Tuesday, July 5, 2016

Adaptation and Loss and Damage Update: Regions Step up DRR Efforts and Resilience to El Niño, Human Mobility, Climate Change and Development Nexus Explored

30 June 2016: As May 2016 became the 13th consecutive month to break the global temperature records, the world's regions' need to adapt to the changing climate grew stronger. 


In 2015-2016, the periodic warming of the central to Eastern tropical Pacific, known as 'El Niño,' was the strongest since 1997-1998, causing some regions to receive more rain, and others to receive no precipitation. These changes impacted agriculture, food security and nutrition among the affected populations. During the past few weeks, the world's regions, States and sectors have redoubled adaptation efforts, focusing on building resilience and managing disaster risks. The news reported in this Update also demonstrate that the role of cooperation, innovation and knowledge dissemination in advancing climate change adaptation efforts cannot be underestimated.


With health, gender, indigenous knowledge and climate migration featuring prominently among the recent weeks' adaptation and loss and damage-related developments, the initiatives reported in this update contribute to a number of Sustainable Development Goals (SDGs) and accompanying targets, including 13 (Take urgent action to combat climate change and its impacts), 3 (Ensure healthy lives and promote well-being for all at all ages), 5 (Achieve gender equality and empower all women and girls), 2 (End hunger, achieve food security and improved nutrition and promote sustainable agriculture), 11 (Make cities and human settlements inclusive, safe, resilient and sustainable) and target 10.7 on migration and mobility, including the implementation of planned and well-managed migration policies.


Regions Face El Niño Impacts, Droughts, Floods


The statement released by the 43rd Greater Horn of Africa Climate Outlook Forum (GHACOF 43), convened by the Intergovernmental Authority on Development (IGAD) Climate Prediction and Applications Centre (ICPAC) in Naivasha, Kenya, from 30-31 May 2016, indicates that there is an increased likelihood of La Niña – El Niño's counterpart associated with cooler than average sea surface temperatures in the central and Eastern tropical Pacific Ocean – developing in the second half of 2016 that will affect the Greater Horn of Africa (GHA) region. Floods are also more likely during the rainfall peak months of August and September in Ethiopia, South Sudan and Sudan. [Statement from GHACOF 43] [IGAD Press Release] [WMO Press Release on GHA]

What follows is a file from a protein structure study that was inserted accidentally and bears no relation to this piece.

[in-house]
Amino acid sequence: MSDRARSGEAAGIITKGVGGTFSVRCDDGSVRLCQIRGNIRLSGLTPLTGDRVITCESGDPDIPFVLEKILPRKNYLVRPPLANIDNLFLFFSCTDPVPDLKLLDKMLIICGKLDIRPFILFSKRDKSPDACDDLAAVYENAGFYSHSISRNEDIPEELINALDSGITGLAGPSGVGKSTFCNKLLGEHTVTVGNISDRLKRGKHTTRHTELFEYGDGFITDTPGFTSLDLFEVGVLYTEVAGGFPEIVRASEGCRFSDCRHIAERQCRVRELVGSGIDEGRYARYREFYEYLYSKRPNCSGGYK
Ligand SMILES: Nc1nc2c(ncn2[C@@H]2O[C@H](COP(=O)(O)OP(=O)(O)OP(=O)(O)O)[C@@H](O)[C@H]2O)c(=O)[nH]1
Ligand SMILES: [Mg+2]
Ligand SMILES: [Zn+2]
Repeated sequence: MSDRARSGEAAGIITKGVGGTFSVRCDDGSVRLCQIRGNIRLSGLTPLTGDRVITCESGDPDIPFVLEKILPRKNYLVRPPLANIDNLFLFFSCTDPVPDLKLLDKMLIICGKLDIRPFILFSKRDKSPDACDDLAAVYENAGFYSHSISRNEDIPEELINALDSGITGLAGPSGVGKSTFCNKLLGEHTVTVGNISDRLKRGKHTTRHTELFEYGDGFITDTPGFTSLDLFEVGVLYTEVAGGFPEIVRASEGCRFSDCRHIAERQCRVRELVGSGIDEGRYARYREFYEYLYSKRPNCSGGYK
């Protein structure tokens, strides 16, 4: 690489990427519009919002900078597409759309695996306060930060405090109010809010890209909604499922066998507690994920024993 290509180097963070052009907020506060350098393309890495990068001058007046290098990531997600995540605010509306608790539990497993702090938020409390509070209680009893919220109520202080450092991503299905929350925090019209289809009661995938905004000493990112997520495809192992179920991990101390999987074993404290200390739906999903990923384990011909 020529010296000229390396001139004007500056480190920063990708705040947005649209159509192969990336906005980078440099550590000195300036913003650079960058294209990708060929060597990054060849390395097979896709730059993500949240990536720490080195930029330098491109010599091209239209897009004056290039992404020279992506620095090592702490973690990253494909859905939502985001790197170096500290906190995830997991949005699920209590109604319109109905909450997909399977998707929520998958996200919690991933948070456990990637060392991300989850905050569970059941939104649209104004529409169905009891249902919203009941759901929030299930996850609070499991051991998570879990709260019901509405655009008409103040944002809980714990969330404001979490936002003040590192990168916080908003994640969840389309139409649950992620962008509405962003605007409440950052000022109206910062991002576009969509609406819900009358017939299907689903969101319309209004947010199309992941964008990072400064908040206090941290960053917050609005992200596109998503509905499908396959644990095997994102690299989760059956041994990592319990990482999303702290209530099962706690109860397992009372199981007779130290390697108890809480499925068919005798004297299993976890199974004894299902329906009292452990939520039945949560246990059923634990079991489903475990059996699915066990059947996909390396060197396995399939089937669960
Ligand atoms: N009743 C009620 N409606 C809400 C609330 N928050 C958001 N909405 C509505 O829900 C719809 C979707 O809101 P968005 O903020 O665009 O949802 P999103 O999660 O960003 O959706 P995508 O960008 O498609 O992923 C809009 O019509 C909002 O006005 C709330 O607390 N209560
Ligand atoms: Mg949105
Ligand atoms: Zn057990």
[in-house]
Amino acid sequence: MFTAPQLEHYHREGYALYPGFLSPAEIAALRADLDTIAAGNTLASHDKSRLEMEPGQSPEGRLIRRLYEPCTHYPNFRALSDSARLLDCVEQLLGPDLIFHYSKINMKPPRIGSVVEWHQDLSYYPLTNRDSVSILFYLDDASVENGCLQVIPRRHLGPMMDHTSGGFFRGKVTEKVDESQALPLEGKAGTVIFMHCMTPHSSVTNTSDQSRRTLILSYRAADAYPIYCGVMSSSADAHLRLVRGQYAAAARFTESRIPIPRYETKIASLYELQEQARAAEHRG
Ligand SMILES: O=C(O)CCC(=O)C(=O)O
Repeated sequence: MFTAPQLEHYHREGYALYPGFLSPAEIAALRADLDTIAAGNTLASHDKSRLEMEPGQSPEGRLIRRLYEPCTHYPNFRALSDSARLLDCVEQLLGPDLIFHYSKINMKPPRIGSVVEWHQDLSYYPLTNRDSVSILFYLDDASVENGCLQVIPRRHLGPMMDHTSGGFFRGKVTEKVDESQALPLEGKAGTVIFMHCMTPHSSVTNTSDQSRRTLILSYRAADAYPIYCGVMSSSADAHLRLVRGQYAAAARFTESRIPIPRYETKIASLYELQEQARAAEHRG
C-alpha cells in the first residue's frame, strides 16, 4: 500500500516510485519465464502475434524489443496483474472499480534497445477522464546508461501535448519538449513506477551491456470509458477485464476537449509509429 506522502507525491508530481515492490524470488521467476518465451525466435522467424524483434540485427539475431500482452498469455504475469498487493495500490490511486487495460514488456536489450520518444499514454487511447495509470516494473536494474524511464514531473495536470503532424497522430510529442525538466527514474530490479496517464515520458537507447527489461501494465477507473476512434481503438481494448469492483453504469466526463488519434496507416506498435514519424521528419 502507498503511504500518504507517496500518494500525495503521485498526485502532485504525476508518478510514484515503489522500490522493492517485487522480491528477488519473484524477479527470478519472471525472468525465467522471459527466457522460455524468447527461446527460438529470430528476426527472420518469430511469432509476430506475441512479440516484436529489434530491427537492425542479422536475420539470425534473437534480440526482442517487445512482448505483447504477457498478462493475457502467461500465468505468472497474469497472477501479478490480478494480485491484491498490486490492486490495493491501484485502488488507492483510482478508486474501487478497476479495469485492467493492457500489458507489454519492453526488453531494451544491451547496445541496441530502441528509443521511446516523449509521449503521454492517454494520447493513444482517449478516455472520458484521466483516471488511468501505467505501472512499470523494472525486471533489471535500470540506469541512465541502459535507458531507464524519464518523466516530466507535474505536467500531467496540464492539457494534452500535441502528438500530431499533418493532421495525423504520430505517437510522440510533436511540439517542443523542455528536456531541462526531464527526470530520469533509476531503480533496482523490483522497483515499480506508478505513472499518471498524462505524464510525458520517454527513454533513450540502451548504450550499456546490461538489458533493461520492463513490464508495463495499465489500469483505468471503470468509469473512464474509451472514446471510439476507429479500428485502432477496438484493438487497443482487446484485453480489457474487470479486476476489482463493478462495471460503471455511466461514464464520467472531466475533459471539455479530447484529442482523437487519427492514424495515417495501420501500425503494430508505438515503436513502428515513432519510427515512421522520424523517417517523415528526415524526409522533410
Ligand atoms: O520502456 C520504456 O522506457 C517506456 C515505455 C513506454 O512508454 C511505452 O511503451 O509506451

To better understand risks and assess impacts from the 2015-2016 El Niño, the UN Economic and Social Commission for Asia and the Pacific (ESCAP) and the UN Development Programme (UNDP) conducted a 'Regional Consultative Workshop on El Niño in Asia-Pacific' in Bangkok, Thailand, from 7-9 June 2016. Participants from over 12 countries affected by El Niño received training on a standardized methodology to interpret, translate and communicate El Niño-associated risks in a timely manner. [Workshop Concept Note] [Workshop Programme] [ESCAP Workshop Webpage] [ESCAP Press Release]


The Food and Agriculture Organization of the UN (FAO), the International Fund for Agricultural Development (IFAD) and the World Food Programme (WFP) convened a high-level meeting in Rome, Italy, on 30 June 2016, which highlighted the need for long-term action to address El Niño impacts in Central America's 'Dry Corridor,' including by building resilience for food security and nutrition for the most vulnerable populations in the countries affected by the phenomenon.


'Dry Corridor' refers to a group of ecosystems in the dry tropical forests region in Central America extending from the lowlands of the Pacific coastal area to most of central pre-mountain region of El Salvador, Guatemala, Honduras, Nicaragua, and parts of Costa Rica and Panama. Subject to climate risks such as recurrent droughts, excessive rains and severe flooding, 'Dry Corridor' recently experienced one of the worst droughts in decades.


In the midst of the extreme drought affecting Dry Corridor, the Panama Canal Authority (ACP) managing the recently expanded Panama Canal has been promoting climate change adaptation and disaster risk reduction (DRR) through sustainable use of water. [UN Press Release] [FAO Calendar] [UNISDR Press Release] [Panama Canal Website]


Also in relation to droughts in Central America, FAO released a report titled 'Drought characteristics and management in the Caribbean,' which calls for countries in the region to enhance their capabilities to deal with more frequent and intense droughts brought about by climate change. The report discusses drought characteristics and management in the Caribbean, identifies national and regional agencies involved in drought management, and reviews information on their work at national and regional levels. It recognizes the vulnerability of the agricultural sector to seasonal droughts and outlines the socioeconomic impacts of droughts on water resources, fisheries, tourism, hydropower and communities' coping capacity. [Drought Characteristics and Management in the Caribbean] [FAO Press Release] [UN Press Release]


Climate change impacts on the poor in coastal Bangladesh were the focus of a World Bank Policy Research Talk by Susmita Dasgupta, Lead Environmental Economist, World Bank. Dasgupta highlighted heightened cyclonic inundation, rising river salinity and increased soil salinity among the current and growing risks with severe consequences for the poor. “Climate change is going to create severe poverty traps,” she noted. “Unless we address the climate change problem now, sustainable poverty reduction will remain a dream.” [World Bank Feature StoryMore